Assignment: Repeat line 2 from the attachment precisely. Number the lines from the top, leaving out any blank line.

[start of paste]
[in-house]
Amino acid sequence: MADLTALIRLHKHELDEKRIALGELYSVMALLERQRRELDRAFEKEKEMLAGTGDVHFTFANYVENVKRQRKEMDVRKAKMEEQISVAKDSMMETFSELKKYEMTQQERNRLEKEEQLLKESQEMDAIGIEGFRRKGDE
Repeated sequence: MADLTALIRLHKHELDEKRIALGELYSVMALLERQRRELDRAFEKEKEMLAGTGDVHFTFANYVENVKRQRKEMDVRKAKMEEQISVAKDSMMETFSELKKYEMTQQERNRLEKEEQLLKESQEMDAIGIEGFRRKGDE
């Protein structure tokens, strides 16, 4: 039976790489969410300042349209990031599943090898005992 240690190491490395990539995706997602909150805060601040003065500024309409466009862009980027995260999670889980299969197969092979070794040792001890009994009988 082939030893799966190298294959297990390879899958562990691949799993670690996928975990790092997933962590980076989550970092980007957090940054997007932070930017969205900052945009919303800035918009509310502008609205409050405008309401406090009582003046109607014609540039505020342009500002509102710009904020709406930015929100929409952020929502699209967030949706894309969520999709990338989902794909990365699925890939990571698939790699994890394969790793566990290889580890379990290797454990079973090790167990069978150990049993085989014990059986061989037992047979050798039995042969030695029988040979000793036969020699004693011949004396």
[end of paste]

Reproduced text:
Amino acid sequence: MADLTALIRLHKHELDEKRIALGELYSVMALLERQRRELDRAFEKEKEMLAGTGDVHFTFANYVENVKRQRKEMDVRKAKMEEQISVAKDSMMETFSELKKYEMTQQERNRLEKEEQLLKESQEMDAIGIEGFRRKGDE